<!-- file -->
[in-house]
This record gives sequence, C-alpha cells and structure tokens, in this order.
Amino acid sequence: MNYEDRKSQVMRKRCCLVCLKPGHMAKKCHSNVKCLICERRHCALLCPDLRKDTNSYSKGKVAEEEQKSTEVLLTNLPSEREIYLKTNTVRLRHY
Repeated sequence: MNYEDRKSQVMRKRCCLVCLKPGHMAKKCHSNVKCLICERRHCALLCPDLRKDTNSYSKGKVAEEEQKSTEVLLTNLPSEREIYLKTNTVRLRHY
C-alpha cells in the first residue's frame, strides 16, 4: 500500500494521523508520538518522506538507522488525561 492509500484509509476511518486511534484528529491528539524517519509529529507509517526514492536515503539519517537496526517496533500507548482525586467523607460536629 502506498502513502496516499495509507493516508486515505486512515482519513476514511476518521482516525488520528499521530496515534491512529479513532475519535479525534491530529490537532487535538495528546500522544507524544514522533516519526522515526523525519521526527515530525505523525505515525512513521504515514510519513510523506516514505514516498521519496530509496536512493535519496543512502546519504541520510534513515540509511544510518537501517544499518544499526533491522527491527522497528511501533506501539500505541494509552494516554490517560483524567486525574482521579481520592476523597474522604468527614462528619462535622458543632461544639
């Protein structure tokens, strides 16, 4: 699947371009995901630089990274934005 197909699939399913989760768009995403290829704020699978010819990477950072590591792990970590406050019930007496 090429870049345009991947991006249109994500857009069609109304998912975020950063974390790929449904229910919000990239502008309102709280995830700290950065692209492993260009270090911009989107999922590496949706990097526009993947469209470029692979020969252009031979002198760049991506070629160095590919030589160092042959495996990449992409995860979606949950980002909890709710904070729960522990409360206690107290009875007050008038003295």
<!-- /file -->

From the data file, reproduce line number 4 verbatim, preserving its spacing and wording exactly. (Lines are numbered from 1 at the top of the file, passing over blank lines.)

Repeated sequence: MNYEDRKSQVMRKRCCLVCLKPGHMAKKCHSNVKCLICERRHCALLCPDLRKDTNSYSKGKVAEEEQKSTEVLLTNLPSEREIYLKTNTVRLRHY